Why Young Men Should Also Consider Getting Vaccinated for HPV

One of the most common sexually transmitted diseases, almost every sexually active person will get human papillomavirus (HPV) at some point in their life if they do not get vaccinated. HPV is in fact the most acquired STD in the United States. Typically, in most cases, HPV can clear up on its own within 2 years without causing health problems. However, when the virus fails to go away, it will manifest in mild or even serious complications. There are low-risk and high-risk HPV strains. Low-risk HPV strains can take the form of genital warts while high-risk HPV strains are behind more than 70% of cervical cancers. Besides cervical cancers, HPV is one of the most hazardous carcinogens responsible for other malignant cancers such as penile, oropharyngeal, vaginal, anal and vulvar.

Owing to the fact that most cervical cancers are caused by HPV, HPV is often associated as a women’s disease. However, HPV is also a threat to men since it can cause anal, penile and oropharyngeal cancers although rare. In some countries including Singapore, HPV vaccination programs are only targeted towards females since they are more likely to be badly impacted by HPV and the consideration for high costs is also at play. A more recent study, however, indicates that the trend that HPV vaccination is only centered around young females has slowly begun to change. In the United States, not only did the HPV vaccination coverage increase from 56.1% in 2015 to 75.4% in 2020, larger coverage among males also increased by 4.7 percentage points annually while females only went up by 2.7 percentage points.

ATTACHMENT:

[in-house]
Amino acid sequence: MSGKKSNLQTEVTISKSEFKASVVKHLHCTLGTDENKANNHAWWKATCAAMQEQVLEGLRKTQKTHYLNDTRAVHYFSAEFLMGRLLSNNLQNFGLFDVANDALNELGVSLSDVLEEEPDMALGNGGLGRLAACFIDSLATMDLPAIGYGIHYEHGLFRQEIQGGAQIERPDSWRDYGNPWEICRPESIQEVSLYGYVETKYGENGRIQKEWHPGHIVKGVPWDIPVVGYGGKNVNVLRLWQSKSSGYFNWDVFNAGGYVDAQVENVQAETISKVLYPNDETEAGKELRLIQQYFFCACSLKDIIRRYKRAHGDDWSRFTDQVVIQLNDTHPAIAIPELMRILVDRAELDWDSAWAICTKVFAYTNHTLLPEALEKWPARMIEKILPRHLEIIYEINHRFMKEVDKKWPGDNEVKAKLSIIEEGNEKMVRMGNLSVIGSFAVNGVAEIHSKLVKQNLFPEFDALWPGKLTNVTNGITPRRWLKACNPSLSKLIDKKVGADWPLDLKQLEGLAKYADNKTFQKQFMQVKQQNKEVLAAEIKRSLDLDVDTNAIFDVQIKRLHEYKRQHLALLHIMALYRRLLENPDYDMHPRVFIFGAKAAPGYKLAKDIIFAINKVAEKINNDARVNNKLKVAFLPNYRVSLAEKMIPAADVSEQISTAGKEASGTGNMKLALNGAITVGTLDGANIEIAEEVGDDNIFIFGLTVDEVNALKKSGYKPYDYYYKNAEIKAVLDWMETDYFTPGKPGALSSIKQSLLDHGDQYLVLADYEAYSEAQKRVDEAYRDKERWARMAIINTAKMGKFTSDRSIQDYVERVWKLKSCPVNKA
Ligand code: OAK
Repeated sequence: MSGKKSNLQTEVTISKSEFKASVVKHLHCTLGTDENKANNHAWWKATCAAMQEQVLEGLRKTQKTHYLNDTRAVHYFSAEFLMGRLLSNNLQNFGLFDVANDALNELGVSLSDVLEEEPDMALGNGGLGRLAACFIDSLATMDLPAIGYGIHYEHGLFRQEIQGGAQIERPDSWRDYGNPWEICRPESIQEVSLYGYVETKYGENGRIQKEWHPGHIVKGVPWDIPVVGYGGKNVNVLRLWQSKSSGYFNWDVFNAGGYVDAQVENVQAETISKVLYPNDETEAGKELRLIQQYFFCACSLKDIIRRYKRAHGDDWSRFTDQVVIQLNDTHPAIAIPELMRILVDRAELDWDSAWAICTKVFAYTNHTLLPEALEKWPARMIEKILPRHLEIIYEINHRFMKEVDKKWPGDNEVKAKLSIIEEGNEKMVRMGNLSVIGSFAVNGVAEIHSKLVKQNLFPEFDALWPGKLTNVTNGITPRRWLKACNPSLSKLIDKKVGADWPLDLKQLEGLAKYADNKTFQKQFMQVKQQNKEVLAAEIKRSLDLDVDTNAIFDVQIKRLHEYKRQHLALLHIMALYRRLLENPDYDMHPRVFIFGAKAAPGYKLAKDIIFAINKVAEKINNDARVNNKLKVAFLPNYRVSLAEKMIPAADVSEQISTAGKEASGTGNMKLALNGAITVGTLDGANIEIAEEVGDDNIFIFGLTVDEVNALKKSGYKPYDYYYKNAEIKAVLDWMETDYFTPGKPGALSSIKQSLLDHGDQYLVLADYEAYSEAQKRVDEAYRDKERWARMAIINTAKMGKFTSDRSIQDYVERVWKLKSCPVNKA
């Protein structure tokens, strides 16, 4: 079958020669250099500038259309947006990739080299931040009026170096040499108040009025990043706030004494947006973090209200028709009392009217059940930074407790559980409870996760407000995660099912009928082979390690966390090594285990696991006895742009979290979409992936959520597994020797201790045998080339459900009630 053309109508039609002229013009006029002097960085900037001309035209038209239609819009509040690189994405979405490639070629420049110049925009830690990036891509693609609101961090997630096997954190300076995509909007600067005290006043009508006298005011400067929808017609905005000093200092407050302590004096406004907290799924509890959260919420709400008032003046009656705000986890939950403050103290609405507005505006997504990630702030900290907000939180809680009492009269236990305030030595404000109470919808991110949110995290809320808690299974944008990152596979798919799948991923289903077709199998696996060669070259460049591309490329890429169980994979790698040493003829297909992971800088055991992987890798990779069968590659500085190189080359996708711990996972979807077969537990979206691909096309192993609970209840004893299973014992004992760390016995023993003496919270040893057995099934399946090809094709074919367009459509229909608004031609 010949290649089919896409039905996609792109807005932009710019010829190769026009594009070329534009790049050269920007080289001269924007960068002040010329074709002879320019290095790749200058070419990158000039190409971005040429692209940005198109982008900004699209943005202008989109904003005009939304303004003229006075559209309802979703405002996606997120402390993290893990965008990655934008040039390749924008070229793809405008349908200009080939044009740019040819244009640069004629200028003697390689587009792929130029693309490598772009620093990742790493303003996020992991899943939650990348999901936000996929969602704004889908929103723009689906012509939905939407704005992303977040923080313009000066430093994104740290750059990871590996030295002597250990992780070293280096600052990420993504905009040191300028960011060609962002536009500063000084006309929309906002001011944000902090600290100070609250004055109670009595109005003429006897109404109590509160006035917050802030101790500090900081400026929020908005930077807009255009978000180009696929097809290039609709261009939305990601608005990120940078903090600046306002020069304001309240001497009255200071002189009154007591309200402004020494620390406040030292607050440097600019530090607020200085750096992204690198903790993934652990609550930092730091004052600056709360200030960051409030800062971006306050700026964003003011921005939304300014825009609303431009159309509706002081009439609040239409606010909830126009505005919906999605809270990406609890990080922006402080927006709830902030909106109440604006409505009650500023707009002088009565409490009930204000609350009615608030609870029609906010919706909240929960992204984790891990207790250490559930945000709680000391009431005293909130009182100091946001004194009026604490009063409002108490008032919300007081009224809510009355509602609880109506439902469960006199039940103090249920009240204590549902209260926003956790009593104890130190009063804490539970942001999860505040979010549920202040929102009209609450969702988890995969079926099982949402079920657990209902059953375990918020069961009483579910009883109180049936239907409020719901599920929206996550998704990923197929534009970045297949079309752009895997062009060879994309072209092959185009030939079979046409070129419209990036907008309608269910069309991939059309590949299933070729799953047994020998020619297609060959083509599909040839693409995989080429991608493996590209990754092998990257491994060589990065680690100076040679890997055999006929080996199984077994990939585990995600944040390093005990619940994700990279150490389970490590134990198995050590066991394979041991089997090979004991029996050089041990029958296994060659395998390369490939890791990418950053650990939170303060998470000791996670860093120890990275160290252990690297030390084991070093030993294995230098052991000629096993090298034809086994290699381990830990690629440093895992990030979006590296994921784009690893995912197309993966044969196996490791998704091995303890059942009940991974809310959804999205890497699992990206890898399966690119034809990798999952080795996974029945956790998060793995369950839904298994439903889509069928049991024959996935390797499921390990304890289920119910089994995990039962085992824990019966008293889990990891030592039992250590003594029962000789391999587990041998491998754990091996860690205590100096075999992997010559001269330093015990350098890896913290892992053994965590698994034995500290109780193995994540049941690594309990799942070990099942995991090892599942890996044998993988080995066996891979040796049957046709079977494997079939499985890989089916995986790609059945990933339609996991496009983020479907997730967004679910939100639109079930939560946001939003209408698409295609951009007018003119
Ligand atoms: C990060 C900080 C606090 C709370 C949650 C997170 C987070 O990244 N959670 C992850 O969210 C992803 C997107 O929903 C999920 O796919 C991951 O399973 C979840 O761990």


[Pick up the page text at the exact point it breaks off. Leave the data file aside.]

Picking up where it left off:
Why it is important for males to get HPV vaccination

According to Dr Tan Kok Kuan, Singapore’s general practitioner specialising in men’s health, cervical cancers is at least 20 times more common compared to anal cancer, which is probably why only young females in Secondary 1 can take the vaccination for free and women and girls between age 9 to 26 can use their MediSave to cover the cost of the vaccine. Nevertheless, there are a number of reasons why HPV vaccination should not be gender-specific:

  • Preventing cancers. HPV is a disease that usually manifests years later in someone’s life. Despite the fact that almost every cervical cancer is caused by HPV, men are also equally in danger because HPV can result in anal, penile and throat cancers.
  • HPV does not cause symptoms. Known as the ‘silent killer’, HPV is one of several STDs which often displays no symptoms. Thus, people can actually have HPV without knowing it. And because of this, they can unknowingly pass the virus to partners during sexual activities. What is more, the use of condoms does not automatically guarantee that HPV is not transmissible since it can spread through close skin-to-skin contact.